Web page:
CANZUK, the freedom of movement and free trade
Posted by Paul Davies on 25/09/20 15:15
In 1962, Dean Acheson, the US Secretary of State under President Truman, famously said that ‘Great Britain has lost an empire and not yet found a role’. It’s a famous quote that has often been repeated in the near sixty years since he said it – primarily because, in all that time, Great Britain really hasn’t found a role it’s truly happy with.
The latest manifestation of this seemingly endless search was the vote to ‘Brexit’ - withdraw from the European Union - in June 2016.
One of the main consequences of Brexit is that the UK will no longer be part of the largest free trade area in the world – an area of more than 500 million people. This means there is some urgency for the UK to negotiate a whole series of free trade deals with economic partners around the world – who, up until Brexit, the UK were able to access through EU membership.
This need for deals and alternative spheres of influence, has prompted an organisation called CANZUK to start getting some publicity and traction, particularly among some fervent Brexiteers in the UK and their political allies in New Zealand, Australia, and Canada.
CANZUK isn’t a new group, nor is it a new idea. It traces its heritage to a group set up in the 1950s called Commonwealth International – primarily to promote business relations within the Commonwealth. Their stated aims have now evolved, and they now seek to promote free trade, the free movement of people, and international cooperation between Canada, Australia, New Zealand and the UK.
Let’s consider all three from our perspective here in Australia.
There’s no doubt that, because of the strong ties between here and the UK, there’ll be strong momentum for a free trade agreement. Given that former Prime Minister, Tony Abbott, is now a member of the UK’s Board of Trade, you’d like to think that such a deal could be signed, sealed, and delivered fairly quickly with the minimum of fuss.
You’d also like to think that Abbott will use his influence to ensure the deal has favourable terms for his home nation.
There seems little point in a wider CANZUK free trade deal, however, because Australia already has trade deals with New Zealand and Canada through the Comprehensive and Progressive Agreement for Trans-Pacific Partnership, set up in 2018. So, the onus is surely on the UK to negotiate their own trade agreements, rather than use CANZUK as a potential shortcut.
Freedom of movement
It’s also difficult to see any serious progress towards the CANZUK calls for freedom of movement between the UK and Australia. Our current points-based immigration system has served us well over the years. Its flexibility gives us the ability to target specific groups of people to best fulfil our needs, in terms of skills and experience.
This will go out of the window. Instead, unrestricted freedom of movement will potentially create a situation where it’ll be easier for an unqualified, unskilled Brit, Canadian or Kiwi to emigrate to Australia than a very skilled and qualified German or Japanese engineer.
Ironically, the British Home Secretary, Priti Patel, has cited our immigration system as the type of model Britain should be looking to copy, yet some of her allies (Patel is an ardent Brexiteer) now seem to be suggesting that we drop part of our system for their benefit!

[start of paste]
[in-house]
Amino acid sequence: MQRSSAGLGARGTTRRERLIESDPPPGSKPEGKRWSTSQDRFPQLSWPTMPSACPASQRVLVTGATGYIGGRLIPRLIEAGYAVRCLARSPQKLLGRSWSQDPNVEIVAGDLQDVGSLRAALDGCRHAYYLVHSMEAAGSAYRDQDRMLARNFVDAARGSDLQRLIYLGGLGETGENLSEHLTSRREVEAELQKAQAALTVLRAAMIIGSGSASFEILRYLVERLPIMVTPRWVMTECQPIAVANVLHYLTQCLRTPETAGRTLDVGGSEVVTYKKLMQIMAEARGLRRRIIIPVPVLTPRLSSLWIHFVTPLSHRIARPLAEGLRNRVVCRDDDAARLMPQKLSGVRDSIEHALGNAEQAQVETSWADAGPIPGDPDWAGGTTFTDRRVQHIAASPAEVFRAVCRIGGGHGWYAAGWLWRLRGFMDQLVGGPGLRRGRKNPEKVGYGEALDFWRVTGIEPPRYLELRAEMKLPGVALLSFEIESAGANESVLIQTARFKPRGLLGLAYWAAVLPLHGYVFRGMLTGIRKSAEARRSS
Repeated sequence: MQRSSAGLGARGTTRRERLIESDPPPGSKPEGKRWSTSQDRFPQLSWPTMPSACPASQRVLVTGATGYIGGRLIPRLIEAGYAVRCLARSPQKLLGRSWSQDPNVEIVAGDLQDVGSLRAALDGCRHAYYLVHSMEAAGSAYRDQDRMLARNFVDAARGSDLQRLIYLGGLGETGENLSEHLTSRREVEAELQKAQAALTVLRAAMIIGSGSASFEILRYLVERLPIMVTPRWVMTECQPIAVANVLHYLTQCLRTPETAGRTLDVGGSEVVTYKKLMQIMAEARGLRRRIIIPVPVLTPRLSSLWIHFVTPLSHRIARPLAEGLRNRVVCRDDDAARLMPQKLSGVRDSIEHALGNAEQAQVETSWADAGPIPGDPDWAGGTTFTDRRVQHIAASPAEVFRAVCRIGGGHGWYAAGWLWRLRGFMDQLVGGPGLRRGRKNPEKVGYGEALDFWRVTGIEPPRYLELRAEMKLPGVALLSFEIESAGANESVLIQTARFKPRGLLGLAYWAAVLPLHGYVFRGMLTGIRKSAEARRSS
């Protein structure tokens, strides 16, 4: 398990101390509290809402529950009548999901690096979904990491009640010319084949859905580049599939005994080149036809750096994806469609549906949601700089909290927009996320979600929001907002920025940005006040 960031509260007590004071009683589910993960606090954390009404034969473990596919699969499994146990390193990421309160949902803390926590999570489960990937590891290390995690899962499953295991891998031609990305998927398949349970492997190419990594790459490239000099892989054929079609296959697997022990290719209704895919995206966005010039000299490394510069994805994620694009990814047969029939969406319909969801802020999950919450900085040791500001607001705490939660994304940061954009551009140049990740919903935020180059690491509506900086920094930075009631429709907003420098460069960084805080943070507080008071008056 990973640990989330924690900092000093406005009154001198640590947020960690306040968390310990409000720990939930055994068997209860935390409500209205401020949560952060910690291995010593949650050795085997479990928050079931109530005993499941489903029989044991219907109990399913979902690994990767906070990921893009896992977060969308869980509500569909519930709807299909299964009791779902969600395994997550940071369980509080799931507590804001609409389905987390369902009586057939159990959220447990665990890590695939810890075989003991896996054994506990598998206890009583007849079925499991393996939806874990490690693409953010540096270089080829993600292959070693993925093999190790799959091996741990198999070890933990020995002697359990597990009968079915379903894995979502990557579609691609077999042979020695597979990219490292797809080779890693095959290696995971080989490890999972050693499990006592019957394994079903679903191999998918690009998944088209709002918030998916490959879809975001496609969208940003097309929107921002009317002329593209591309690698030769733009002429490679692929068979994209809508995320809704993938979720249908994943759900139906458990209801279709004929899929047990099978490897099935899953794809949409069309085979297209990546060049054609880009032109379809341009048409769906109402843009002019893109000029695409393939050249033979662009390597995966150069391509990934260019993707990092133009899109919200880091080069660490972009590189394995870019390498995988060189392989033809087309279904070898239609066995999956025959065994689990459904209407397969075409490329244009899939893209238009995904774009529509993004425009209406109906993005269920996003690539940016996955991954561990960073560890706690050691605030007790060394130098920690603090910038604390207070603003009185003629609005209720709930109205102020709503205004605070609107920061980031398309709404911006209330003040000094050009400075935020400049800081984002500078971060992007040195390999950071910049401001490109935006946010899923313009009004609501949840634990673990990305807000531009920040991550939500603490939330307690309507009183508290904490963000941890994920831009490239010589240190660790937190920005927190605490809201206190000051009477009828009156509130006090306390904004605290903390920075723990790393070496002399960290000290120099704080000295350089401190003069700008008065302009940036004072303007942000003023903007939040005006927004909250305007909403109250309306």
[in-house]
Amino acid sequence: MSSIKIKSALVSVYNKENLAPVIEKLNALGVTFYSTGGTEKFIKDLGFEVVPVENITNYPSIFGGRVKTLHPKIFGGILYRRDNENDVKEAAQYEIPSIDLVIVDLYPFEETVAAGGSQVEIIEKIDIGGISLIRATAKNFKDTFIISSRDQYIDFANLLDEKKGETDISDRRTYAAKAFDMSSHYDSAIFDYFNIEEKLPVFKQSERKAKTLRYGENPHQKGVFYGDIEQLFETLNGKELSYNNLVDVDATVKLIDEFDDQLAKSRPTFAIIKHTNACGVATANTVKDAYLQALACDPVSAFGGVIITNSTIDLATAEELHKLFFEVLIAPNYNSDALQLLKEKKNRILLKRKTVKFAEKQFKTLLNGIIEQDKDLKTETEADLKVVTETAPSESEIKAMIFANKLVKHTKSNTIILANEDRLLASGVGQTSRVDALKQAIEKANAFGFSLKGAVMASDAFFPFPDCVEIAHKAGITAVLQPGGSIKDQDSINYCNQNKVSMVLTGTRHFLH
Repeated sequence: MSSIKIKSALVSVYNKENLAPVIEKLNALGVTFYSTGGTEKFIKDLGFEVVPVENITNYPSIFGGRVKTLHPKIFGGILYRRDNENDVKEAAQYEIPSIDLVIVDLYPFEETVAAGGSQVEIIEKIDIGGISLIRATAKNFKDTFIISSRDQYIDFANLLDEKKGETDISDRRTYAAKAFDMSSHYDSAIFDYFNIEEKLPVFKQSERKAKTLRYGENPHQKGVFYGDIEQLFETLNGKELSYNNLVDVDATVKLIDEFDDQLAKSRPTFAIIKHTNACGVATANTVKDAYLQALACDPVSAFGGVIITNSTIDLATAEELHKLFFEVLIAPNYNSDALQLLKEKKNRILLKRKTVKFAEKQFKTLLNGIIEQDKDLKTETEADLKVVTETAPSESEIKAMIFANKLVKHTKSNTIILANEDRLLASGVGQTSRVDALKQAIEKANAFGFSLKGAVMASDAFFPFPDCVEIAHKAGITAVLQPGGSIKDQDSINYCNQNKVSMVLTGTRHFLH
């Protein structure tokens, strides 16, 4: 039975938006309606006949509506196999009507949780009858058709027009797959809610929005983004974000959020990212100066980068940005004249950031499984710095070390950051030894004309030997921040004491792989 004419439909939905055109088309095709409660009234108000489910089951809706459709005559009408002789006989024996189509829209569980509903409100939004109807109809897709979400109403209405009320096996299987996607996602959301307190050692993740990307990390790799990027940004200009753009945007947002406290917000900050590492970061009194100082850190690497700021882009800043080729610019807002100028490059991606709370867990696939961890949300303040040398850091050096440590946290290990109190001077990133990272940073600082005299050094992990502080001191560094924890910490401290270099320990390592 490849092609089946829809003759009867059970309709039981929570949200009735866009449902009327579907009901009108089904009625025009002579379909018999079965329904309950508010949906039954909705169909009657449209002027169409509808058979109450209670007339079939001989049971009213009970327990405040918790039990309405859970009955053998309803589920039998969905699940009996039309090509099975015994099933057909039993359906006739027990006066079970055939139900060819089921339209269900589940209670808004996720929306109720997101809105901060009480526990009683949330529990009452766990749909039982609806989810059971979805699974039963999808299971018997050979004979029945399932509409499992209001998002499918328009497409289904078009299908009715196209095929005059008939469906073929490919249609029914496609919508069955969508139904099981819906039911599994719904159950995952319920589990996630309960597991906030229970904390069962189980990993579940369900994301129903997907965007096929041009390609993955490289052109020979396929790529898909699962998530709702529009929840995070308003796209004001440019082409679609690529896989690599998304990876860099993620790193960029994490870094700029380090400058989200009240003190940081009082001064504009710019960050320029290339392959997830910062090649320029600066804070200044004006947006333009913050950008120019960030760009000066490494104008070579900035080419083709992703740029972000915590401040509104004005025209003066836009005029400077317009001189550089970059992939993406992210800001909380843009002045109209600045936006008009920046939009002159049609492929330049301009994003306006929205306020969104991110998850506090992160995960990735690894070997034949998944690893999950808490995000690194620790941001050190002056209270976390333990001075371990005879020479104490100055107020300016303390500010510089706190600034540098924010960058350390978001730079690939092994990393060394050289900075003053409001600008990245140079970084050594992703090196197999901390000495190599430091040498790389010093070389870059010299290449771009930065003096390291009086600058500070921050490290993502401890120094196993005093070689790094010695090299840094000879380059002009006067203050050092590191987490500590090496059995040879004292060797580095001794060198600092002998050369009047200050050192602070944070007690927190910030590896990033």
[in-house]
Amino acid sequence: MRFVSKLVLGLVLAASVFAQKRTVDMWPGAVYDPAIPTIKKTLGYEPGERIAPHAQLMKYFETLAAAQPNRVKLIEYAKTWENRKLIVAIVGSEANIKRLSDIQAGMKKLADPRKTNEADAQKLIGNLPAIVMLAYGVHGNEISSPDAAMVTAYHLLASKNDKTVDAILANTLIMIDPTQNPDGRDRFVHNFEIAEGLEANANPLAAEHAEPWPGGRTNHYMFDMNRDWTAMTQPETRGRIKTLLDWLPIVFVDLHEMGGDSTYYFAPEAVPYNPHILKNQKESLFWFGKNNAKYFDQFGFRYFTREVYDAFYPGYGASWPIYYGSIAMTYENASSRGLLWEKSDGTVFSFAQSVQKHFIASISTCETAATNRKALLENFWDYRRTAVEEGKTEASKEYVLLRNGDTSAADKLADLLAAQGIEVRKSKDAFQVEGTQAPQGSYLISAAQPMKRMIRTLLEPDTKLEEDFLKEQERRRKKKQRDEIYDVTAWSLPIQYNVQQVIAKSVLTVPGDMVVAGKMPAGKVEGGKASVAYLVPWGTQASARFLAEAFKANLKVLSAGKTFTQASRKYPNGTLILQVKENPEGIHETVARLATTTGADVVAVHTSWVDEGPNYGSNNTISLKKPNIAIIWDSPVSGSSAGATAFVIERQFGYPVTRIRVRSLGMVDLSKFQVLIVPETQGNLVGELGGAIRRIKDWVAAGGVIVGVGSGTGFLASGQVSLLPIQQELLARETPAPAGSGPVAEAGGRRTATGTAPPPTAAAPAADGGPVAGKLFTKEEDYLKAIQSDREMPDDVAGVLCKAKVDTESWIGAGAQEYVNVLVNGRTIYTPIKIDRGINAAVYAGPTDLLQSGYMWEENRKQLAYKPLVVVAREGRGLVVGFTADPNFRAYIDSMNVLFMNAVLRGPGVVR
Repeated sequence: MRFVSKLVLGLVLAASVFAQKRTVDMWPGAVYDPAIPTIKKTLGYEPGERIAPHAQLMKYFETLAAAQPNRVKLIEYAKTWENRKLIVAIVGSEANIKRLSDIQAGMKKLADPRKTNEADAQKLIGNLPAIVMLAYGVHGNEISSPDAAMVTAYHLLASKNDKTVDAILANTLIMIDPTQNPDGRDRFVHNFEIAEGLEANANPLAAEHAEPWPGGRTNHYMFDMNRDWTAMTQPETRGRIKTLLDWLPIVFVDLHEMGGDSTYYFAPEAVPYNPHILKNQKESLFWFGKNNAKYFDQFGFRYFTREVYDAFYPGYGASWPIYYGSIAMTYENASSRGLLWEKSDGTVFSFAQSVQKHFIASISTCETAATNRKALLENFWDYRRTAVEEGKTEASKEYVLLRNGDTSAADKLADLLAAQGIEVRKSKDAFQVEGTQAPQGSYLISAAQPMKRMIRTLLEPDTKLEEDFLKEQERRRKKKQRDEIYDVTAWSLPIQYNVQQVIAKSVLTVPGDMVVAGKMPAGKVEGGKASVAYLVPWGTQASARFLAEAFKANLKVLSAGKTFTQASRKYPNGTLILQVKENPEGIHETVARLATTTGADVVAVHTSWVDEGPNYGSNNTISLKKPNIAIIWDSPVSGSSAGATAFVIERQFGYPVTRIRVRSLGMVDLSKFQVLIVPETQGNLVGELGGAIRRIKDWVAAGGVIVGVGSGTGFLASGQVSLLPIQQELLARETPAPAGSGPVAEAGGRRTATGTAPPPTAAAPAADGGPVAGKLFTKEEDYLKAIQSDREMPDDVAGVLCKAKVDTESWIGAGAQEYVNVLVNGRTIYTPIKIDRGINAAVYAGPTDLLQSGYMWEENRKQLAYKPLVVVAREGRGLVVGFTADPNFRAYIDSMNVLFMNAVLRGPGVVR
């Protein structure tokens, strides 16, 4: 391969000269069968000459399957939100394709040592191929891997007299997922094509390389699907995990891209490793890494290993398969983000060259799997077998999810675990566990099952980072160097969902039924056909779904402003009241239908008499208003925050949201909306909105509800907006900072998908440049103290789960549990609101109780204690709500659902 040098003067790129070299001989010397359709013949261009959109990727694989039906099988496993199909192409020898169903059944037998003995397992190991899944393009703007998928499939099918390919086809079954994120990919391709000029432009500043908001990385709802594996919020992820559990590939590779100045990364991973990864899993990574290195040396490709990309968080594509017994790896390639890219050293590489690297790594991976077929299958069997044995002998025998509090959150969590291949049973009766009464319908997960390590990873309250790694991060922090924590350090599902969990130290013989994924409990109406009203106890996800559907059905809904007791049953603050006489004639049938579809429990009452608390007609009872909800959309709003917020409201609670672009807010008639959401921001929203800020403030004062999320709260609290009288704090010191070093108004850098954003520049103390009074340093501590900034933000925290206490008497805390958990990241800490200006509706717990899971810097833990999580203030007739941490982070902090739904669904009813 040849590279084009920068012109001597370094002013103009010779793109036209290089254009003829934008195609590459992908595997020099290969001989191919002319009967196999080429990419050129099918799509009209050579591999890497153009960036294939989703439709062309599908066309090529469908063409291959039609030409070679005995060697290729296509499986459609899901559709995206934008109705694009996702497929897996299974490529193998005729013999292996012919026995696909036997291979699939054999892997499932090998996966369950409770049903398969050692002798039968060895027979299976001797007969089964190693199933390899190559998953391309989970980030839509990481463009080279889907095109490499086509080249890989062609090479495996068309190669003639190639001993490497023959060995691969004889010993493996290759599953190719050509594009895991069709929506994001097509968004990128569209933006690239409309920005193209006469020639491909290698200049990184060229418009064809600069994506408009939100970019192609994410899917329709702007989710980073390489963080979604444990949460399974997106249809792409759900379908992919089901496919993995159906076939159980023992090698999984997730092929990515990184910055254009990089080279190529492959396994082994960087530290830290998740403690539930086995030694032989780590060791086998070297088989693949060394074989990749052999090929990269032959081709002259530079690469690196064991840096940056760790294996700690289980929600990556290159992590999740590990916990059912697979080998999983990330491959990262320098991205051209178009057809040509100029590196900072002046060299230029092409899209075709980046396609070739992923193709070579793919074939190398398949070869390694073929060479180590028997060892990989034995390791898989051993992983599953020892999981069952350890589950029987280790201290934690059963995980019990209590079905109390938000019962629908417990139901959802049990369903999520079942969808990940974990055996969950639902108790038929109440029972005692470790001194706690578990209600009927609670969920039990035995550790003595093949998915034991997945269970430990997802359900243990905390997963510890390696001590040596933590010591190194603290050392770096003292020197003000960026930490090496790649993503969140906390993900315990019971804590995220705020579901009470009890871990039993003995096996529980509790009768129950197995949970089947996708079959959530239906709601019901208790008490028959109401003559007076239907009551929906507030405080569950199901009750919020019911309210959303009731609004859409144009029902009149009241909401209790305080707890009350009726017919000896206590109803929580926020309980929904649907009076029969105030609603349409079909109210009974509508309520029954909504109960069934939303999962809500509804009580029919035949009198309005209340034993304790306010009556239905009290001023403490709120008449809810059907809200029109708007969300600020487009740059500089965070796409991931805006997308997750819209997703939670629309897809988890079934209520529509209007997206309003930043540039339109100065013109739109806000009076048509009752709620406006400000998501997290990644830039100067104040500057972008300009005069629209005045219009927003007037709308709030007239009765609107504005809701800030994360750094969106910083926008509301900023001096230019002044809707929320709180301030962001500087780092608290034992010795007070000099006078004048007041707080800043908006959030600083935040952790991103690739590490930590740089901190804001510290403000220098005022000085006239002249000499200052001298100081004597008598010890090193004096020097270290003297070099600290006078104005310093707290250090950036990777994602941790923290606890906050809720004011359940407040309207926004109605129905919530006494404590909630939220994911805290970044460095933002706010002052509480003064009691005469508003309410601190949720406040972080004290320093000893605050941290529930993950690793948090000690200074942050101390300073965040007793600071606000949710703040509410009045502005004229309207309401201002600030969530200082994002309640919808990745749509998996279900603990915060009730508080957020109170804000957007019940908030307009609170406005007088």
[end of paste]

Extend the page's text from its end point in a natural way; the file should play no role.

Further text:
On the face of it, this would appear to be the least contentious of the three CANZUK aims.
Australia, New Zealand, and Canada have all transitioned effectively from a post-colonial perspective. Relationships between ourselves and the UK are strong, and all three ex-colonies continue to play leading roles within the Commonwealth, and it’s very much the Commonwealth that CANZUK seem to take as their inspiration for unity of purpose.
It’s important to flag up two important caveats, however.
Firstly, the Commonwealth is very much tied to the image and wishes of Her Majesty the Queen. It’s not hard to see it as a vehicle to allow the UK to nostalgically hark back to the days of Empire. The death of Her Majesty, will surely see a big debate over the future of the Commonwealth – either its role or its actual survival.
Additionally, it’s not beyond the realms of possibility that our continued status as a monarchy may not survive far beyond her death. The recent decision by Barbados to become a Republic could be a possible precursor to a similar decision here. In these circumstances, therefore, would we really see our future within such an anachronistic organisation?
Secondly, why should we let our own international relations be subsumed by the possible priorities of others - in particular the UK?
For example, we now have a very strong relationship with China, built primarily on trade. This has been one of the key factors in our economic growth since the 2008 crash and is likely to be the key driver to our post-Covid recovery.
Would we be prepared to jeopardise that if, for example, the UK decided to join a US inspired trade war with China if Donald Trump made this the cost of a potential future US/UK trade agreement?
There’s nothing to suggest that relations between Australia, the UK, Canada, and New Zealand shouldn’t remain strong and healthy. However, international relations, especially in the 21st century, should be based on realism and facts, rather than sentimental nostalgia.